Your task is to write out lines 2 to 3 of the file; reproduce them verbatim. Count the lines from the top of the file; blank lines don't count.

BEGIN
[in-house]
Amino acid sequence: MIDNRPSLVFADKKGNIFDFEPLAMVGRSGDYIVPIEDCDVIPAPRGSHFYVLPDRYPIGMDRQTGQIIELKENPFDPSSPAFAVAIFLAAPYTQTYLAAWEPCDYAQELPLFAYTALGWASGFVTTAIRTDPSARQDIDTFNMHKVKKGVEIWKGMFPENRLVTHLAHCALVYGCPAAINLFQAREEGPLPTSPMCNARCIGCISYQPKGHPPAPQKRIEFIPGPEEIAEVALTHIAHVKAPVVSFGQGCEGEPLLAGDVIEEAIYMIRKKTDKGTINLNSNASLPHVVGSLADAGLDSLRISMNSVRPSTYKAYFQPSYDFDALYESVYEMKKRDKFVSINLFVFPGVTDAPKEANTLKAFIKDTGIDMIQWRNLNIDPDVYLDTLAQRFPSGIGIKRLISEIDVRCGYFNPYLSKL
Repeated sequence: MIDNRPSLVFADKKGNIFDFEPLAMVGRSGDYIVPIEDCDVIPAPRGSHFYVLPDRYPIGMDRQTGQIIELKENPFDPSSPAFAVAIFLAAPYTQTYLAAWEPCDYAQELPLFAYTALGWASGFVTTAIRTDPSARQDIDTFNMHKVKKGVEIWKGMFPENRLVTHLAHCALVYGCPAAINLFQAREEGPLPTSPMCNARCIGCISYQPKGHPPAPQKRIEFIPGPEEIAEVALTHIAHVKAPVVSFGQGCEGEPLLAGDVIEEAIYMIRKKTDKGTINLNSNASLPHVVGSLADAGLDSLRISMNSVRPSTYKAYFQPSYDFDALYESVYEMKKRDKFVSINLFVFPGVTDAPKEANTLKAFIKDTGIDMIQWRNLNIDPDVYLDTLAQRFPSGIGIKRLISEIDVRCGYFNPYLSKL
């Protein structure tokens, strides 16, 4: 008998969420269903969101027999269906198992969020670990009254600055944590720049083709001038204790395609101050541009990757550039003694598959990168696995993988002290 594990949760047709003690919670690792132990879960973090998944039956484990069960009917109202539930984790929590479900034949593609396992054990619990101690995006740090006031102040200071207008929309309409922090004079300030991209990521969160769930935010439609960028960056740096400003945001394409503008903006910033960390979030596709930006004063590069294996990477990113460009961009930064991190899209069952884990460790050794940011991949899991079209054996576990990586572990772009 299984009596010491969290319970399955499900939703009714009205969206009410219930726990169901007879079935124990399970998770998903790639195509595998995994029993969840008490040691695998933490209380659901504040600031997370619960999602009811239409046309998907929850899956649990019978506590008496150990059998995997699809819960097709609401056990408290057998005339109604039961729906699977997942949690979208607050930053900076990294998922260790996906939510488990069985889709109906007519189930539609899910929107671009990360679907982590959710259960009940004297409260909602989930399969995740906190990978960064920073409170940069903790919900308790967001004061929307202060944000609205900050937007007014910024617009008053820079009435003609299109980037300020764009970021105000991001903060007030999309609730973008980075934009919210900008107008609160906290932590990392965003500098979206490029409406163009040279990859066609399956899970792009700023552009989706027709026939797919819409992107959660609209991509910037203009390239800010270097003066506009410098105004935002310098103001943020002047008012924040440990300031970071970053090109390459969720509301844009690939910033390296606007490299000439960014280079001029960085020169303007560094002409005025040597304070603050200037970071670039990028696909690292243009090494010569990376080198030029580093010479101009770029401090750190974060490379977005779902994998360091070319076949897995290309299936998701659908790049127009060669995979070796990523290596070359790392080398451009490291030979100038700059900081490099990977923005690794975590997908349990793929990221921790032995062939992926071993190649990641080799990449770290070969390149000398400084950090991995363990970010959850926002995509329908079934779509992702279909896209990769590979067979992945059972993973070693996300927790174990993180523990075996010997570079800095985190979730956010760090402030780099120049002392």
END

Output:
Amino acid sequence: MIDNRPSLVFADKKGNIFDFEPLAMVGRSGDYIVPIEDCDVIPAPRGSHFYVLPDRYPIGMDRQTGQIIELKENPFDPSSPAFAVAIFLAAPYTQTYLAAWEPCDYAQELPLFAYTALGWASGFVTTAIRTDPSARQDIDTFNMHKVKKGVEIWKGMFPENRLVTHLAHCALVYGCPAAINLFQAREEGPLPTSPMCNARCIGCISYQPKGHPPAPQKRIEFIPGPEEIAEVALTHIAHVKAPVVSFGQGCEGEPLLAGDVIEEAIYMIRKKTDKGTINLNSNASLPHVVGSLADAGLDSLRISMNSVRPSTYKAYFQPSYDFDALYESVYEMKKRDKFVSINLFVFPGVTDAPKEANTLKAFIKDTGIDMIQWRNLNIDPDVYLDTLAQRFPSGIGIKRLISEIDVRCGYFNPYLSKL
Repeated sequence: MIDNRPSLVFADKKGNIFDFEPLAMVGRSGDYIVPIEDCDVIPAPRGSHFYVLPDRYPIGMDRQTGQIIELKENPFDPSSPAFAVAIFLAAPYTQTYLAAWEPCDYAQELPLFAYTALGWASGFVTTAIRTDPSARQDIDTFNMHKVKKGVEIWKGMFPENRLVTHLAHCALVYGCPAAINLFQAREEGPLPTSPMCNARCIGCISYQPKGHPPAPQKRIEFIPGPEEIAEVALTHIAHVKAPVVSFGQGCEGEPLLAGDVIEEAIYMIRKKTDKGTINLNSNASLPHVVGSLADAGLDSLRISMNSVRPSTYKAYFQPSYDFDALYESVYEMKKRDKFVSINLFVFPGVTDAPKEANTLKAFIKDTGIDMIQWRNLNIDPDVYLDTLAQRFPSGIGIKRLISEIDVRCGYFNPYLSKL